To say that Brooklyn’s Gowanus Canal “rolls through Red Hook, Carroll Gardens and Park Slope” is inaccurate. It doesn’t even loll, really. The Gowanus Canal just sort of sprawls, slack and flat and brown and grease-slicked and awash in pesticides, PCBs and metals, across 1.8 miles in South Brooklyn. It is one of the most polluted waterways in the United States, which is a fact that essentially no one disputes. So in one sense, it’s not a surprise to read that the Gowanus Canal was tagged a Superfund site by the EPA on Tuesday. If there has ever been a more deserving Superfund site it… well, it would’ve had to have been pretty freaking nightmarish. But while the Gowanus is certainly apocalyptic enough in its noxiousness to deserve the Superfund label, there were some in New York City — including Mayor Bloomberg and several big real estate developers — who fought against that designation. Some of this is easily explained — the Toll Brothers at one point planned a 600,000-square-foot mixed-use development (with a freaking esplanade) along the Gowanus; Michael Bloomberg has almost certainly never been to Brooklyn — but what’s the debate, here?
It’s not quite as one-sided as it might seem. Yes, to a certain degree this comes down to Mega-Developers and Bloomberg looking to find a faster, less-binding way around the very obvious need to clean up the Gowanus before the frontier-y neighborhood around it can be developed. In the New York Times, Mireya Navarro notes that the city had already committed to $175 million in “upgrades of its sewer system to reduce overflows into the canal,” which is nice, and was working with the Army Corps of Engineers in formulating a cleanup strategy. The Superfund-grade cleanup, which is expected to come to about $300 million and take over a decade — five years to formulate a plan, five years to do the dredging and such — will enfold those city efforts. It will, however, lose what EPA administrator Judith Enck termed “financial uncertainty” of the city’s plan, which involved polluters “voluntarily” paying for the cleanup and copious government funds. Given that New York City itself is among the polluters named as responsible for the state of the Gowanus in the first place — the U.S. Navy and Con Ed are among the others — it does seem like something of a conflict.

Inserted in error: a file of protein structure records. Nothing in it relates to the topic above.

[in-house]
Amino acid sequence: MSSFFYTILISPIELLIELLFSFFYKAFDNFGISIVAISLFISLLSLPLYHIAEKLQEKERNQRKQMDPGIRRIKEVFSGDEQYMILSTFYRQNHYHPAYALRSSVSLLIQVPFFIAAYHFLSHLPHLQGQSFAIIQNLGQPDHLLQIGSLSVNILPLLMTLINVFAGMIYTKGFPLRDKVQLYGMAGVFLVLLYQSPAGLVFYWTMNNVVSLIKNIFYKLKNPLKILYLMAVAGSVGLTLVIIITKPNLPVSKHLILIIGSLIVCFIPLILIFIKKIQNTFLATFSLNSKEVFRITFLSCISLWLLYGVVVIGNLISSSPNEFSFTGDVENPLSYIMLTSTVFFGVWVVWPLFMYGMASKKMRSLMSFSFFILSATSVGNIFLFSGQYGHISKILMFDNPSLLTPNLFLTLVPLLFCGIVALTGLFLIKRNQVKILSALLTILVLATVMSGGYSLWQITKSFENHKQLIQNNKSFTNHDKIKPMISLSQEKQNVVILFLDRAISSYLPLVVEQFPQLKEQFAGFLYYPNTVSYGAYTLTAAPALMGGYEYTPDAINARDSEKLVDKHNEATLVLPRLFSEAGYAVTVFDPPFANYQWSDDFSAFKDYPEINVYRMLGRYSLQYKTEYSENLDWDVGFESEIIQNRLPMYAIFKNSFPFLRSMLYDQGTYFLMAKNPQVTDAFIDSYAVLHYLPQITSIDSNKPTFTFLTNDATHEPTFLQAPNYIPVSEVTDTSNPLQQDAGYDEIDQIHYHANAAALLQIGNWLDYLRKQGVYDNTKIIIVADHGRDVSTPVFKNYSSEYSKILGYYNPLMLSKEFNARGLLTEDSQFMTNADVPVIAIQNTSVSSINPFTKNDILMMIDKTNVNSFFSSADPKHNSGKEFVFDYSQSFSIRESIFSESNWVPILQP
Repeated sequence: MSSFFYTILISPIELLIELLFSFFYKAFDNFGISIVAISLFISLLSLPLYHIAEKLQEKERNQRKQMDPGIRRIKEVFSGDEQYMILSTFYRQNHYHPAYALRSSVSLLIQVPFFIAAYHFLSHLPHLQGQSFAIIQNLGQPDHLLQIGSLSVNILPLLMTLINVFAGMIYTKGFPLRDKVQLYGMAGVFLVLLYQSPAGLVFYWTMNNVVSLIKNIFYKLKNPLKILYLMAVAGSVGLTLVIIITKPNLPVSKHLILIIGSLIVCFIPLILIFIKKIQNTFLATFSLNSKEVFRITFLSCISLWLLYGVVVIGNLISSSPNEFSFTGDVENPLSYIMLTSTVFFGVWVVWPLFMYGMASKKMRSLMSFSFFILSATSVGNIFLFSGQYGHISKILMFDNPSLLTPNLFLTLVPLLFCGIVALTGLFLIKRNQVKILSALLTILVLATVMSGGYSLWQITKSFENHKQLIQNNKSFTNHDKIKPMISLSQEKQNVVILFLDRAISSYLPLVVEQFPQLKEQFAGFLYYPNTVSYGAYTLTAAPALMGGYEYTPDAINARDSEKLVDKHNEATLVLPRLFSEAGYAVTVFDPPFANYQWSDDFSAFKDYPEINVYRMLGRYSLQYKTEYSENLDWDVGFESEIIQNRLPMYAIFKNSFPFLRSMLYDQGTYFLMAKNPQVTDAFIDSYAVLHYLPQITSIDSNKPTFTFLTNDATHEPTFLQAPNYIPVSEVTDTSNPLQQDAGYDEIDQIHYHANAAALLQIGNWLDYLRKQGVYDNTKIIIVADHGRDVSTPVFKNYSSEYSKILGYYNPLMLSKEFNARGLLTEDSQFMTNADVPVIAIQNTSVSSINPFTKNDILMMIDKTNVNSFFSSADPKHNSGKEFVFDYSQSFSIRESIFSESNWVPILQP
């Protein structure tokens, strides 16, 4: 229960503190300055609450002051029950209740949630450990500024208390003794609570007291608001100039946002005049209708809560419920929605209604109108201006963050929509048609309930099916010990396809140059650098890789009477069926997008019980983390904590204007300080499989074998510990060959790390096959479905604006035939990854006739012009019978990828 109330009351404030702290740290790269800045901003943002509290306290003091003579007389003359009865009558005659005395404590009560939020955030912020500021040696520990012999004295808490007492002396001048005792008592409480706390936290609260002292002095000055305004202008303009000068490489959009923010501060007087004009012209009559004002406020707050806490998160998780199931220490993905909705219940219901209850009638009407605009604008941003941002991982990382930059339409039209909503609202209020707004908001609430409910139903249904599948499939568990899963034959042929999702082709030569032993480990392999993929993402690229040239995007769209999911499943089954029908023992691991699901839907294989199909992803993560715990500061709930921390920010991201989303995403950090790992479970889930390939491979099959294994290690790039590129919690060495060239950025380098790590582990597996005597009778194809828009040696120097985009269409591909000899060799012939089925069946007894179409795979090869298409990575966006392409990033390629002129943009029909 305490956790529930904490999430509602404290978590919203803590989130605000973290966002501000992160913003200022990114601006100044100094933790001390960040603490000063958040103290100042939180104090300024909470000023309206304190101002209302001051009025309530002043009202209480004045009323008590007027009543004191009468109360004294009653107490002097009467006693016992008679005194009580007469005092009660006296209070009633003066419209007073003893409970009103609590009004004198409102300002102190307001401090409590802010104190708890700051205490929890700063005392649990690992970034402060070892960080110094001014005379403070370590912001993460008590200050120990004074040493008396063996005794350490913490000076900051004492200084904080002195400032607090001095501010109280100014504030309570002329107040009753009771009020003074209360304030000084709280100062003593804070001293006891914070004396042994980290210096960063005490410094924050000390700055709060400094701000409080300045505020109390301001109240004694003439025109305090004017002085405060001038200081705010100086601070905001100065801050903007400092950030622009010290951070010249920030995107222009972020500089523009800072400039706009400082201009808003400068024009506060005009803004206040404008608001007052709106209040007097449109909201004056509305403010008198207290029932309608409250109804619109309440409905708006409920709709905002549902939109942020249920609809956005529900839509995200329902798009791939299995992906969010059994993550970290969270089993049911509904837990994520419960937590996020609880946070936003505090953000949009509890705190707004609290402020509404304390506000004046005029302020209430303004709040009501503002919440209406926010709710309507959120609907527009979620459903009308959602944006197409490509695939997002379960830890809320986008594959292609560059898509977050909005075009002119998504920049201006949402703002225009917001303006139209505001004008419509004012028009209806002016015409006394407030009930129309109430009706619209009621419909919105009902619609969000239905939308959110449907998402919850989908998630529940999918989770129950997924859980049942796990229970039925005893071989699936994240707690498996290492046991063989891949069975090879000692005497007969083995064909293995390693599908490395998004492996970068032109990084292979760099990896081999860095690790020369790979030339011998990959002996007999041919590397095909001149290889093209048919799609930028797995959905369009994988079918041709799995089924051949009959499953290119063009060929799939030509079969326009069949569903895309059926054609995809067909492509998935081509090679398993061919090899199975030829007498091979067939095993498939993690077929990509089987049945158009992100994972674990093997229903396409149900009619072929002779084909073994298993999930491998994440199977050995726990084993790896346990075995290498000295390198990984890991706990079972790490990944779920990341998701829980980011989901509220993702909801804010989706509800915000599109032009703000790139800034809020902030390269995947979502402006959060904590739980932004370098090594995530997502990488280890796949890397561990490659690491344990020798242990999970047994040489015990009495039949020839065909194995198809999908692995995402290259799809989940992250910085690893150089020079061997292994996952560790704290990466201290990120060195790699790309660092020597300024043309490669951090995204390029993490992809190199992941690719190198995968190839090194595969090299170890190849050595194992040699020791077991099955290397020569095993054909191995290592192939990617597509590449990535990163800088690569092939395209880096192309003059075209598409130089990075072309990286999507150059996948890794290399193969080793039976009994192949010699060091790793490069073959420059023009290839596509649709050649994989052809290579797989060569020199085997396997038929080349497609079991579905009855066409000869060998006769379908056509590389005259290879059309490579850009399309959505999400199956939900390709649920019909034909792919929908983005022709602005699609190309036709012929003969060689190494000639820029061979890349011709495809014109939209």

It’s possible, perhaps, that the city’s plan would’ve done as good or better a job than a full-on Superfund cleanup. (It’s also worth mentioning that dredging-based Superfund cleanups have some problems of their own) I certainly doubt it, but more than that I doubt that the Superfund designation is going to derail development efforts in the area. For one thing, all development efforts in New York City are slow right now, and for another… well, it’s the Gowanus, and everyone knows what that means. No one in Brooklyn did a spit-take after reading about the Superfund designation, is what I’m saying. Even people who have never even been to Brooklyn — again, Mayor Bloomberg comes to mind — know that “Gowanus” and “Superfund” have been essentially synonymous for years now. Even Judith Enck knows that. “Ms. Enck rejected arguments that the designation would keep investors and lenders away,” Navarro writes in the Times. “‘Banks look at the environmental conditions of the properties,’ she said at a meeting with reporters last week. ‘It is not a secret in Brooklyn that the Gowanus is contaminated. The notion that Superfund is going to create a stigma just doesn’t hold up.’”
No, it doesn’t. A cleaner Gowanus canal is difficult to imagine, naturally, but good things are already happening there, and the prospect of it remaining one of Brooklyn’s last under-overdeveloped frontiers — or at least waiting a decade or so for those esplanade-enhanced luxury condos — doesn’t really seem like anything to mourn. Unless the Superfund cleanup impacts the Gowanus Yacht Club in any way. Then I’ll see you on the barricades.